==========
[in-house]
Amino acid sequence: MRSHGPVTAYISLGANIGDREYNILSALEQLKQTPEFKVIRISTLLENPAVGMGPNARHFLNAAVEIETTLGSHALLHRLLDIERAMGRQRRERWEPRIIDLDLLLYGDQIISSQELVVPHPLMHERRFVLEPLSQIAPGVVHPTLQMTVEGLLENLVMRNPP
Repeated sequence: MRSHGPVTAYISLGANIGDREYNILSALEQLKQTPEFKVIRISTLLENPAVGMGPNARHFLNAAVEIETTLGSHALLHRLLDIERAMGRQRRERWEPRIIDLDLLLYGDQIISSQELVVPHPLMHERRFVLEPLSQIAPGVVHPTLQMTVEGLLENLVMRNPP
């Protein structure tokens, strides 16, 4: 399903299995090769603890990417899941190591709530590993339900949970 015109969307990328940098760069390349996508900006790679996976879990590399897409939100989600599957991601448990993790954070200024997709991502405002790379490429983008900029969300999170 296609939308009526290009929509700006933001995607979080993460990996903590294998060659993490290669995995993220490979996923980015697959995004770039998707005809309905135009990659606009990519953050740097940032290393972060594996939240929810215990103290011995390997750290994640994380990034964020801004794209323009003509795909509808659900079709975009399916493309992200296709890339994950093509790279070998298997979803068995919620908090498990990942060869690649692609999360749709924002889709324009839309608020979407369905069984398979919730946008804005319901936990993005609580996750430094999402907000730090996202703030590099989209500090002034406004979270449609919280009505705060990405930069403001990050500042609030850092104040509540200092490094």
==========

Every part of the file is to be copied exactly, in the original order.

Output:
[in-house]
Amino acid sequence: MRSHGPVTAYISLGANIGDREYNILSALEQLKQTPEFKVIRISTLLENPAVGMGPNARHFLNAAVEIETTLGSHALLHRLLDIERAMGRQRRERWEPRIIDLDLLLYGDQIISSQELVVPHPLMHERRFVLEPLSQIAPGVVHPTLQMTVEGLLENLVMRNPP
Repeated sequence: MRSHGPVTAYISLGANIGDREYNILSALEQLKQTPEFKVIRISTLLENPAVGMGPNARHFLNAAVEIETTLGSHALLHRLLDIERAMGRQRRERWEPRIIDLDLLLYGDQIISSQELVVPHPLMHERRFVLEPLSQIAPGVVHPTLQMTVEGLLENLVMRNPP
């Protein structure tokens, strides 16, 4: 399903299995090769603890990417899941190591709530590993339900949970 015109969307990328940098760069390349996508900006790679996976879990590399897409939100989600599957991601448990993790954070200024997709991502405002790379490429983008900029969300999170 296609939308009526290009929509700006933001995607979080993460990996903590294998060659993490290669995995993220490979996923980015697959995004770039998707005809309905135009990659606009990519953050740097940032290393972060594996939240929810215990103290011995390997750290994640994380990034964020801004794209323009003509795909509808659900079709975009399916493309992200296709890339994950093509790279070998298997979803068995919620908090498990990942060869690649692609999360749709924002889709324009839309608020979407369905069984398979919730946008804005319901936990993005609580996750430094999402907000730090996202703030590099989209500090002034406004979270449609919280009505705060990405930069403001990050500042609030850092104040509540200092490094």